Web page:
Late last year, after looking over early-stage data on patients taking Biogen’s aducanumab, investigators reported that they had tracked significant decreases in amyloid plaque in the brains of patients taking a titrated 10 mg dose of the drug compared with placebo. The decreases occurred during 12 months of treatment in patients who tested positive for ApoE4, a gene linked to Alzheimer’s risk, and who had prodromal or mild AD.
The researchers tied the decrease in plaque burden to a clear and significant slowing of the disease. And titrating the drug appeared to help rein in ARIA-E compared to fixed dosing.
“We are one of three sites in Boston doing the Biogen study, and we’re excited by this monoclonal antibody,” says Solomon.
It’s still early days, though, with a considerable amount of work to come before the researchers prove whether it’s relatively safe and effective. “It’s a small study and we have to be careful, but we have reason to believe something is going on there,” he says.
Meanwhile, Lilly is still digging into the data on Expedition 3, which will be published later, says Eric Siemers, a distinguished medical fellow at Lilly who led the effort. And despite three straight clinical failures, the company isn’t done with this drug.
“It is important to note that solanezumab continues to be in development for preclinical Alzheimer’s disease,” Siemers says.
And then there’s everything else still in the clinic, including the work Lilly is doing with the National Institutes of Health on A4, a study testing solanezumab in at-risk patients, and on the Dominantly Inherited Alzheimer’s network (DIAN), an effort to identify predictive biomarkers.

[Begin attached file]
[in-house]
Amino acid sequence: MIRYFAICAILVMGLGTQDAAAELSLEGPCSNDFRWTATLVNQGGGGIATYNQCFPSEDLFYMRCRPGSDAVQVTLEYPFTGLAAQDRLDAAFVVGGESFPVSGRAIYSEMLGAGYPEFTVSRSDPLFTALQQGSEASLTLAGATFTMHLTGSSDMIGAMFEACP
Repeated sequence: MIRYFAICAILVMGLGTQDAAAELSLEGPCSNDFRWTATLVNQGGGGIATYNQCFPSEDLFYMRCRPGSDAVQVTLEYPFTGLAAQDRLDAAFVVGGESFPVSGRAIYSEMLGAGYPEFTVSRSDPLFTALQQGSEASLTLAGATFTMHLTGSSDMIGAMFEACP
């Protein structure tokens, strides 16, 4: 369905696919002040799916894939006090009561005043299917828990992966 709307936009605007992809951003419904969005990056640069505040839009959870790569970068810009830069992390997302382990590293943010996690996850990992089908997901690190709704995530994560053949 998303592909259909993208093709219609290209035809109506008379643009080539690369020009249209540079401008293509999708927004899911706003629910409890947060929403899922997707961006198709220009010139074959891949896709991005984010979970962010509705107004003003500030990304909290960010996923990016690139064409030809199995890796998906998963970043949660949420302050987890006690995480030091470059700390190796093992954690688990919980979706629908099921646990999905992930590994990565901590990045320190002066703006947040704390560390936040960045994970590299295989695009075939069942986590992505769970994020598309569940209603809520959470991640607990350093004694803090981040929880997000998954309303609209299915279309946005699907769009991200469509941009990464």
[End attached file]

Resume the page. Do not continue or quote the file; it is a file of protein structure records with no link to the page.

In A4, investigators are still focused on amyloid beta, looking at people over the age of 65 who are cognitively normal but plaque determined by a PET scan. DIAN explores the genetic triggers of risk, aiming to identify patients who will certainly develop the disease, or those who have a 50% chance, despite lacking any symptoms.
More data brings more insights. And eventually all programs face a do-or-die moment.
“I think it’s safe to say there will be no Expedition 4 study. We’re not going to do that,” says Siemers.
The symptomatics: Shooting for incremental gains
The past year has been as tough on the symptomatic drug class in Alzheimer’s as it has on the disease-modifying crowd. Not only did Lundbeck’s drug idalopirdine—an add-on to donepezil—flop in three late-stage clinical trials, prompting the company to drop the effort, but a lower-profile drug at a Boulder, CO-based biotech called Accera also recently failed in a Phase III study.
Dubbed AC-1204, the Accera drug is aimed at amping up neuronal health by boosting ketones among mild-to-moderate patients without the ApoE4 gene abnormality. Accera blamed a formulation change-up between Phase II and Phase III for the failure.
Whatever the cause, the setbacks peeled back the late-stage symptomatic drug pipeline largely to a candidate from Axovant. The Bermuda-based biotech is taking a discard from GlaxoSmithKline back into the clinic, following mid-stage data indicating that the right dose in the right group of patients might work.
“Perhaps we haven’t see the best allocation of our focus and resources over the past 5-to-10 years,” says Ilise Lombardo, the senior vice president of research at Axovant. “There are many targets, molecules and symptoms that we could focus on. What we see now are failed programs weighted to amyloid.”